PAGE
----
The 1, 2, 3’s on Controlling Rodents

by jteaton

The 1, 2, 3’s on Controlling Rodents

There are three components to ridding a rodent from your home or business that professional exterminators use to solve a problem quickly:

1. Locate food source:  Rodents’ sense of smell is about 10 times greater than a dog, so make sure customers don’t leave food out. Where possible, remove or control outside food sources. Involve your customer in this process as to avoid future problems. Inspect how trash is stored and other sanitation conditions. Offering rodent bait in bait stations is a great tool for sheds, garages and around the exterior of the home or business, and can help control the population before rodents get inside. Be sure to use caution with all rodent baits when children and pets are present.

2. Harborage and entry points:  Following air movement and heat is easier than looking for rub marks, droppings and nesting locations. Inspect areas where warm air escapes from vents, around pipes, roofs & under doorways. Excess debris from trash, leaves and over-growth from groundcover provide protective cover and warmth for nesting areas. Seam lines of buildings (along concrete or asphalt) hold heat from the sun, and are great run paths for rats and mice. Follow those lines! Heat-sensing cameras are useful, and give a good overview of potential entry points, especially in winter. Sealing and preventing heat from escaping a building helps prevent rodents.

3. Eradicate Rats and Mice:  Rodents are very cautious, so using an Integrated Pest Management (IPM) approach can increase your success. Pairing various traps with bait in stations is a great way to approach your rodent infestation.

Use multiple snap traps along the areas where rodents run. It is also important to use a trap cover in sensitive areas to prevent children and non-target animals. JT Eaton’s JAWZ™ MOUSE DEPOT™ and RAT DEPOT™ trap covers are perfect for sensitive situations. These snap trap covers effectively conceal the traps and help reduce the chances of non-target triggering. Selecting the right food to put on the trap is simple: peanut butter (if no one has allergies) and fruit snacks work well because they don’t spoil as fast as other foods. Use a very small amount of foods on traps, about half a dime works for rats and mice. Check your traps regularly.

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Pair traps with rodenticides to help eliminate an infestation. Use JT Eaton Bait Block® and Nectus™ Soft Bait 2G Second Generation Rodenticides™ in your favorite bait station. These Second-Generation Anticoagulants with Bromadiolone have an antidote of Vitamin K1 and contain Bitrex® for added safety. Bait Block® 2G is wax blocks designed with sharp edges for easy gnawing/feeding. It contains food-grade ingredients such as grain, oils and fats. It is moisture and mold resistant. Nectus™ Soft Bait is great for nearly all weather conditions, including extreme heat. It is effective in controlling rodents whose food preferences are difficult to predict. *Always read your label for specific placements and amount. Be sure to use bait in stations appropriate for the environment. Stronger bait stations are needed in areas open to hoofed livestock, other destructive animals or in areas prone to vandalism. Always anchor your stations properly and check your stations regularly.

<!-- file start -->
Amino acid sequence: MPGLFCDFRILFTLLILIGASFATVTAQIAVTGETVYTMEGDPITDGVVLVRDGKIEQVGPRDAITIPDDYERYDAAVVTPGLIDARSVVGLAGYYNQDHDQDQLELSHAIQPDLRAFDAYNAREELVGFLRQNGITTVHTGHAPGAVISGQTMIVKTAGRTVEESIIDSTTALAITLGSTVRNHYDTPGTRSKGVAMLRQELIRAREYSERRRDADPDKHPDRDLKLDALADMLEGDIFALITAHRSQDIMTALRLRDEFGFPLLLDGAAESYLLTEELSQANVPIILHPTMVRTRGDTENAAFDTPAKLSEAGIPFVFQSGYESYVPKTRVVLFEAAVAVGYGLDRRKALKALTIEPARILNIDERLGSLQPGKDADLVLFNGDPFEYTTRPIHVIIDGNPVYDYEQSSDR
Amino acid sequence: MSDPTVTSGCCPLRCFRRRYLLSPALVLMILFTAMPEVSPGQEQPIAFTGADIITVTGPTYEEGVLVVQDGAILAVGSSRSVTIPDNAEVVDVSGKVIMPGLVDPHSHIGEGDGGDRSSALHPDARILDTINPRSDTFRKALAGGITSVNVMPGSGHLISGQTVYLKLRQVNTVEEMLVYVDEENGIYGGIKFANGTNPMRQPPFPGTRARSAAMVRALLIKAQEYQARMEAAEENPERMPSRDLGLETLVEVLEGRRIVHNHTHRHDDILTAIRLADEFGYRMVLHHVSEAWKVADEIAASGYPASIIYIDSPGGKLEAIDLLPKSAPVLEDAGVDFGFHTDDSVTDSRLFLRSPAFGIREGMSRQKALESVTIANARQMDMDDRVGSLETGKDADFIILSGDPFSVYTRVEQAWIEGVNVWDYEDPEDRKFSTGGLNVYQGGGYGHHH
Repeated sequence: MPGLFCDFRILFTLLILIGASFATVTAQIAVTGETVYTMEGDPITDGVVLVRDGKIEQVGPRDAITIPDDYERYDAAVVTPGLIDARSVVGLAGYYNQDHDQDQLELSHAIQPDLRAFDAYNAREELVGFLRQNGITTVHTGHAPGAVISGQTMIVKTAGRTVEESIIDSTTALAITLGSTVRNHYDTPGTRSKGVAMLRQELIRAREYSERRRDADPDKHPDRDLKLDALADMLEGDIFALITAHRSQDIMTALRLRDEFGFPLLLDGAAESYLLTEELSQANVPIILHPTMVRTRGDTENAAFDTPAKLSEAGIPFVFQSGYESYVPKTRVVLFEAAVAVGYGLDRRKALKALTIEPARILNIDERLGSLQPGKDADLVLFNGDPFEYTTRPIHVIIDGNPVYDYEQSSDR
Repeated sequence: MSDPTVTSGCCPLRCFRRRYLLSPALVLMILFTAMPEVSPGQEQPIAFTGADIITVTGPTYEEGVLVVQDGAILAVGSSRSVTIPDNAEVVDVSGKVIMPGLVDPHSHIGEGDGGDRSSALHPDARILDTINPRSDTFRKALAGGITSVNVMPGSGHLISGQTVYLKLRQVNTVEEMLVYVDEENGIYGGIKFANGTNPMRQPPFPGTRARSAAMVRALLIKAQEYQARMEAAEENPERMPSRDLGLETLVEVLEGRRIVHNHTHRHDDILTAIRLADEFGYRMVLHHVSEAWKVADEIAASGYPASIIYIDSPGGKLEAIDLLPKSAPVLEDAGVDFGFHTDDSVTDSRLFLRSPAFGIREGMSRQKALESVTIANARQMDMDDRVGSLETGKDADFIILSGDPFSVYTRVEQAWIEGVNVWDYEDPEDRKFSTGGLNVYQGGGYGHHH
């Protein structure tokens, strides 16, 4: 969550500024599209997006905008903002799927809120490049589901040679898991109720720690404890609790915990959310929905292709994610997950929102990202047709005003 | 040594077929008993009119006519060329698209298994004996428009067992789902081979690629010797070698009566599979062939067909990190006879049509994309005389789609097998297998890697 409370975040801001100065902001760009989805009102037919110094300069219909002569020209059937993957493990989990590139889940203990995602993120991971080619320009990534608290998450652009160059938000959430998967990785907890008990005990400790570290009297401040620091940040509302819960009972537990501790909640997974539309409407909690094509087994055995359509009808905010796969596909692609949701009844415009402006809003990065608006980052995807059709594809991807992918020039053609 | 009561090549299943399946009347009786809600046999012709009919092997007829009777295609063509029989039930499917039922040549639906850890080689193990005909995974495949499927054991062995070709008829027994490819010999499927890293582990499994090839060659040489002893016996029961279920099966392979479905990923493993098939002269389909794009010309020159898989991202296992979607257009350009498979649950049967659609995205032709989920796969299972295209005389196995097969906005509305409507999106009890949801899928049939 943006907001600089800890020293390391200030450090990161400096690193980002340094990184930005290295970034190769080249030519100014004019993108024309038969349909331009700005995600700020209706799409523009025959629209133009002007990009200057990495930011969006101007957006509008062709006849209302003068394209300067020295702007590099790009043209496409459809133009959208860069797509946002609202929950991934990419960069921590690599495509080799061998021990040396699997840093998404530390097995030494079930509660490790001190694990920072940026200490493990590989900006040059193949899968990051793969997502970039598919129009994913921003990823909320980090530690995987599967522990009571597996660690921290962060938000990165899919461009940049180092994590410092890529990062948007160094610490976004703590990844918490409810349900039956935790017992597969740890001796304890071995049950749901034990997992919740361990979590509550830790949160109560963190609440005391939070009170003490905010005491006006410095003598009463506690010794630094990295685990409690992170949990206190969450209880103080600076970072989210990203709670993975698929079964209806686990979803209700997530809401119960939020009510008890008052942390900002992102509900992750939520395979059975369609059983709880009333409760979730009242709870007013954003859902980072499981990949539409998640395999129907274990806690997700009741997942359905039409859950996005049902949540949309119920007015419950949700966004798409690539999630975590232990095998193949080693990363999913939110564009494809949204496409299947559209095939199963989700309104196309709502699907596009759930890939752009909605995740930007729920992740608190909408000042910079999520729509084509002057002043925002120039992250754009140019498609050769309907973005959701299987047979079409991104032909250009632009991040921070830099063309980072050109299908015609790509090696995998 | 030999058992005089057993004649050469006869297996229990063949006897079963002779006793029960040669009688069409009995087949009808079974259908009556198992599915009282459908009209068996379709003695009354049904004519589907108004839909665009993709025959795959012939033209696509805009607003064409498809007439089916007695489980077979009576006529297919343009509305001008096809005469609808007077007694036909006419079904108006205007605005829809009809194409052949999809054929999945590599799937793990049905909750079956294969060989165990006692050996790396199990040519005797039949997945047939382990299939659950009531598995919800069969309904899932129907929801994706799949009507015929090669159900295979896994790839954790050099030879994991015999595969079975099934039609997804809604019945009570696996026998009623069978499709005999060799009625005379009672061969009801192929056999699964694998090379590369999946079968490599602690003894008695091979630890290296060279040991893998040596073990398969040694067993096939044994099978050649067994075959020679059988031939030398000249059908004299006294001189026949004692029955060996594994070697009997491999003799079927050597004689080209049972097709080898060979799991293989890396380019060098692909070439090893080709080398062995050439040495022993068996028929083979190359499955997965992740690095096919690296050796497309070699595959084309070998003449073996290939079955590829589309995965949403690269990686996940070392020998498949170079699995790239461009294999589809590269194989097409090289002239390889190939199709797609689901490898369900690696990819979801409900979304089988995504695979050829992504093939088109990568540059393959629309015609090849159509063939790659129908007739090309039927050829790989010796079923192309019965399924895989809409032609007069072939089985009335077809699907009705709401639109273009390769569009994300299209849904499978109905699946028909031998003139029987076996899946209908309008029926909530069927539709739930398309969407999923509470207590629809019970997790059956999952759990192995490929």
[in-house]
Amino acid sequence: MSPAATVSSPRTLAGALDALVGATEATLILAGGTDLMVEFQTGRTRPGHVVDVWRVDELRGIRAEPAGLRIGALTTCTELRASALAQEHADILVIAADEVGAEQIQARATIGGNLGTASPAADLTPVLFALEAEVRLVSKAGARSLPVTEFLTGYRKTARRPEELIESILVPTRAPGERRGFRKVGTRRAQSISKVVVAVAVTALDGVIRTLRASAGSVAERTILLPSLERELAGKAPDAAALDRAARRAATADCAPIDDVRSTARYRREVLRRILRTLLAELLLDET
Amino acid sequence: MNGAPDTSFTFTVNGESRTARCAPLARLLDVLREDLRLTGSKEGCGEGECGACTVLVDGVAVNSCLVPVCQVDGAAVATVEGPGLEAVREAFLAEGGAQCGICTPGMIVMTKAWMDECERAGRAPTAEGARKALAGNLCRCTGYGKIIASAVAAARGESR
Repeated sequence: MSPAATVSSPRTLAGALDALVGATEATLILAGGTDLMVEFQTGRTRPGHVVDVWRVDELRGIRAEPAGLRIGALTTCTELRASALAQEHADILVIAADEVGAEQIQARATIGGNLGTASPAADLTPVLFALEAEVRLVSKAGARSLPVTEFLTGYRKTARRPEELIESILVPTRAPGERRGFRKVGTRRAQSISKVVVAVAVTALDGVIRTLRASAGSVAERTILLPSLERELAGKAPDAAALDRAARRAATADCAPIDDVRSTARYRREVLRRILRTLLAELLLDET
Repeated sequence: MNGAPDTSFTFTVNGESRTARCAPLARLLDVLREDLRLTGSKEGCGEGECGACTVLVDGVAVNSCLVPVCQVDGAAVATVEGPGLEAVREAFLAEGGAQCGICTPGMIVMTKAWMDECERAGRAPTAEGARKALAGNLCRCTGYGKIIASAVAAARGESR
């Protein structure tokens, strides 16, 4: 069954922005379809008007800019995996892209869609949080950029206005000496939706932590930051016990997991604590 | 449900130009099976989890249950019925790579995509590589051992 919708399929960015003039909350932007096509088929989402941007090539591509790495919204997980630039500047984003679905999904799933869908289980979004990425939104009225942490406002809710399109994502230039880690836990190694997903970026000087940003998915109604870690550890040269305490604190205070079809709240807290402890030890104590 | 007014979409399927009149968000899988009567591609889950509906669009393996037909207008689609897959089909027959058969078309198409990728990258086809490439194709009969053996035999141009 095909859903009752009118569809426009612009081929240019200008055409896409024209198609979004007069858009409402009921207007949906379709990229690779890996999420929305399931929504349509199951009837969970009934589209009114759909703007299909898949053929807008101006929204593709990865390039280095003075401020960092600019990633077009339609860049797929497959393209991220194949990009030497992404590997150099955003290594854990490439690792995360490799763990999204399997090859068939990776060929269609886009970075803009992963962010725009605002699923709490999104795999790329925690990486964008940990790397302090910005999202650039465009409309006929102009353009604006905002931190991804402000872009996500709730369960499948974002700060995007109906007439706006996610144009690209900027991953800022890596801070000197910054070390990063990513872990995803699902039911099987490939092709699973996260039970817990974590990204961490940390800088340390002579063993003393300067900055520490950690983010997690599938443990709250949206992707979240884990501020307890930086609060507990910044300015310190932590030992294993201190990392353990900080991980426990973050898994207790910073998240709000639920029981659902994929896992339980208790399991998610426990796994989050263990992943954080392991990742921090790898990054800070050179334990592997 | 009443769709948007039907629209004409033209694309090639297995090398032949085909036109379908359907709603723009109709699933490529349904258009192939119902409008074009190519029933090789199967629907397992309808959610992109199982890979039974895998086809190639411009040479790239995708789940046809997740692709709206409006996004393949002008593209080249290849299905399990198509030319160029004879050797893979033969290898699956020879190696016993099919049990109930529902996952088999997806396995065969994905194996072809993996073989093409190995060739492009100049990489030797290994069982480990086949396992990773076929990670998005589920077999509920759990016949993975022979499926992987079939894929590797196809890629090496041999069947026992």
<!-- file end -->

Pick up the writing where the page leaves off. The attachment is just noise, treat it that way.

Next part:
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A final note:  Rodents and their droppings can carry diseases and contaminate surfaces. Use caution when approaching any live or dead rodent. Always be aware that rodent droppings pose some hazard, big or small. Salmonella, Leptospirosis, Hantavirus Pulmonary Syndrome and Plague are still common rodent diseases. Protecting your customers, pest technicians, the public and yourself begins with knowledge:

  • Log on to http://www.CDC.gov to find rodent diseases in your area.
  • Have a program to identify areas where rodent droppings accumulate.
  • Entering confined spaces with rodent evidence requires use of respirators and decontamination procedures.
  • Removing rodent droppings requires understanding of decontamination procedures.
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